By Jay Bookman
The McCain campaign and much of the Republican Party are outraged at media coverage of Sarah Palin. McCain strategist Steve Schmidt set the tone perfectly Wednesday, whining about a "faux media scandal designed to destroy the first female Republican nominee."
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Well, cry me a river.
Let's take that claim apart, and let's start with this:
A relative handful of columnists and commentators and a larger number of bloggers have, indeed, wondered in public about Palin's decision to accept the nomination so soon after giving birth to a son with Down syndrome, a condition that requires a lot of attention, and when she has a 17-year-old unmarried pregnant daughter. How, they have asked, could Palin do right both by her family and her country?
To the McCain camp, such questions constitute a "vicious and scurrilous" media campaign to ruin a promising conservative candidate, using sexism to do it. Is that true?
Fortunately, we have a similar set of circumstances to compare against the Palin case.
In March of 2007, John Edwards decided to continue his presidential campaigning even after his wife was diagnosed with terminal cancer. The reaction will sound familiar.
Rush Limbaugh said the Edwardses were turning their eyes to the campaign when they instead should turn their eyes to God. Katie Couric, in a 60 Minutes interview, accused Edwards of mining his wife's condition for sympathy votes.
"Even those who may be very empathetic to what you all are facing might question your ability to run the country at the same time you're dealing with a major health crisis in your family," Couric told Edwards.
And in Time magazine, columnist Jay Carney wrote that "surely many average Americans have to be wondering at what point the candidate will decide that his duties as husband and father to three children, including a 6- and 8-year-old, trump his duty to his country and the cause of winning the White House."
Edwards is a man; he is also a liberal. Yet, he faced the same questioning and second-guessing that Palin is now undergoing.
Why? Because human beings are drawn to human stories, and the media have an economic incentive to tell those stories, regardless of political bent.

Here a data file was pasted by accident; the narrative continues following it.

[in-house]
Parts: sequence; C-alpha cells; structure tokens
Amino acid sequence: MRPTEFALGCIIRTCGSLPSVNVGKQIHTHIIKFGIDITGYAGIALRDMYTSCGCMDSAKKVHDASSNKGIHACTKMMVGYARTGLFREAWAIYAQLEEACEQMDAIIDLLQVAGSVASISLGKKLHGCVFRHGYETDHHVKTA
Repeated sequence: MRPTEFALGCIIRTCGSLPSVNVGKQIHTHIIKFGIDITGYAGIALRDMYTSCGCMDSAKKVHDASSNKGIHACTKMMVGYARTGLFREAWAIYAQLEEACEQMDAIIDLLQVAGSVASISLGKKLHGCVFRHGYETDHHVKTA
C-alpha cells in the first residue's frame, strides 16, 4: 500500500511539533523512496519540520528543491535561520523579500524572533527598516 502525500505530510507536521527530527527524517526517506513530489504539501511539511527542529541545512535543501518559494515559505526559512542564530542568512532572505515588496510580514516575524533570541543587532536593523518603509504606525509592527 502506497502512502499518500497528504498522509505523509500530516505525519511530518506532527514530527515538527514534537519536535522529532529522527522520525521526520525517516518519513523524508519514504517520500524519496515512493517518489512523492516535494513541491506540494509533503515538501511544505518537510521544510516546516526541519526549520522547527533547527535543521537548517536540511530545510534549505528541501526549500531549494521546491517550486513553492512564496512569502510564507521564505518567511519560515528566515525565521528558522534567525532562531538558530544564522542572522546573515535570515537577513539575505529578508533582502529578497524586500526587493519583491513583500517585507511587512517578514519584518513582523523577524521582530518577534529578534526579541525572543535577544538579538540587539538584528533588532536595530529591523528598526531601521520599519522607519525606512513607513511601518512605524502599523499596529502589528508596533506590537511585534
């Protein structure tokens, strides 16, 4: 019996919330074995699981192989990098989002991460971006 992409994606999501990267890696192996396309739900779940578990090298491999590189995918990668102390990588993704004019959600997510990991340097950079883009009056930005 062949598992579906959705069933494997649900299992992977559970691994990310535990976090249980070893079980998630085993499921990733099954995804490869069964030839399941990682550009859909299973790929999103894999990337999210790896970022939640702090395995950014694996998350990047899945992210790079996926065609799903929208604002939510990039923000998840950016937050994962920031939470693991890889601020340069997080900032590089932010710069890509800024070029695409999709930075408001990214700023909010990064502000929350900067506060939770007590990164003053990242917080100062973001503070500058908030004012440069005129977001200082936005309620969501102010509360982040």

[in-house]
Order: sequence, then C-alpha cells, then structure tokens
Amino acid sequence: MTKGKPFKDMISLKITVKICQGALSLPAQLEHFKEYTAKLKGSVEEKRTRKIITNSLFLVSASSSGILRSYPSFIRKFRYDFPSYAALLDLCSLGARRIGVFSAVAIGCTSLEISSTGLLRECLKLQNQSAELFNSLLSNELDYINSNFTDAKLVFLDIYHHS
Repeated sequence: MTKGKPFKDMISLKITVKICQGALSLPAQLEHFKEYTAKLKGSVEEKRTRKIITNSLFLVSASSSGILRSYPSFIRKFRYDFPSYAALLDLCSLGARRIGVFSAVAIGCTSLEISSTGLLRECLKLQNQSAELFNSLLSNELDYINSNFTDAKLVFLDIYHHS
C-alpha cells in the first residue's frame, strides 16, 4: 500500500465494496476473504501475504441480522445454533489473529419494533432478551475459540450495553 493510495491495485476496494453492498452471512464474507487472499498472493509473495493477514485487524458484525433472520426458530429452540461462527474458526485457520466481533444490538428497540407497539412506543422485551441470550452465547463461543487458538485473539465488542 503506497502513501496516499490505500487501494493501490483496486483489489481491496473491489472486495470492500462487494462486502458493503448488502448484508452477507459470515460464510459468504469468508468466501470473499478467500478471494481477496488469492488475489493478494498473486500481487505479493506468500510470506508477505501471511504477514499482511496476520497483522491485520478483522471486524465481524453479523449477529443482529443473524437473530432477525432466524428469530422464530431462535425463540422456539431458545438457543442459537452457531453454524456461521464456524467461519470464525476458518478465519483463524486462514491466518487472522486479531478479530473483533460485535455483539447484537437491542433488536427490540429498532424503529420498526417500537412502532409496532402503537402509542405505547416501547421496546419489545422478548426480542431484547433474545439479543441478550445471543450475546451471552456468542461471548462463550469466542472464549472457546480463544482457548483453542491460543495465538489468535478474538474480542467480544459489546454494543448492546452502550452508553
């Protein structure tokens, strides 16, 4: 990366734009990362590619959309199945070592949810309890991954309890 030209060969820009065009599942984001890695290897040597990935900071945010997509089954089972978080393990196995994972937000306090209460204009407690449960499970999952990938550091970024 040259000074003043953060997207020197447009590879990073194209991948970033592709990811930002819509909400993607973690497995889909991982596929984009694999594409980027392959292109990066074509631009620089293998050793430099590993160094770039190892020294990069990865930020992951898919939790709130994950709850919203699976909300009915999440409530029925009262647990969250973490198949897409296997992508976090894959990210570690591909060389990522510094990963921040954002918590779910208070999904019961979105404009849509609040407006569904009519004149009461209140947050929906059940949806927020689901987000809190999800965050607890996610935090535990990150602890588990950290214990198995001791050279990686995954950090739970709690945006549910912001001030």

The McCain camp's complaint about a media "feeding frenzy" focused on Palin is even more precious.
McCain chose to introduce a totally unknown player to the national scene at a critical point in the campaign, and he did so by portraying her as a gun-toting mother of five, riding out of the wilds of Alaska like a female John Wayne to clean up Washington.
And they claim to be shocked at the "feeding frenzy" they set off? In the first hours after the announcement, TV reporters had so little information about Palin that they were reduced to reading off Wikipedia for information. Of course, the media descended on Alaska to try to fill in the gaps as quickly as possible.
The story the McCain camp peddled was so appealing that Palin even drew coverage from Us magazine, People and National Enquirer, outlets that would never have wasted ink on a Sen. Kay Bailey Hutchison or Sen. Tim Pawlenty. Their interest was human, not political.
The real reason Schmidt is angry is that the reporting has shown that so much of the original McCain narrative was untrue.
Palin was cast as a reformer who fought the infamous "Bridge to Nowhere." But in fact, she ran for governor in 2006 as a champion of the pork-barrel bridge and "opposed" it only after it was clear the project was dead.
We were told that Palin abhors earmarks, the special congressional appropriations that Alaska politicians have used to bleed billions from the American taxpayer. But it turns out Palin fought to get earmarks both as mayor and as governor, hiring lobbyists and going to Washington herself to bring them home.
It's not the media's fault that the cinematic story envisioned by McCain and his staff has fallen apart on closer inspection. They just didn't do their homework, and they got caught.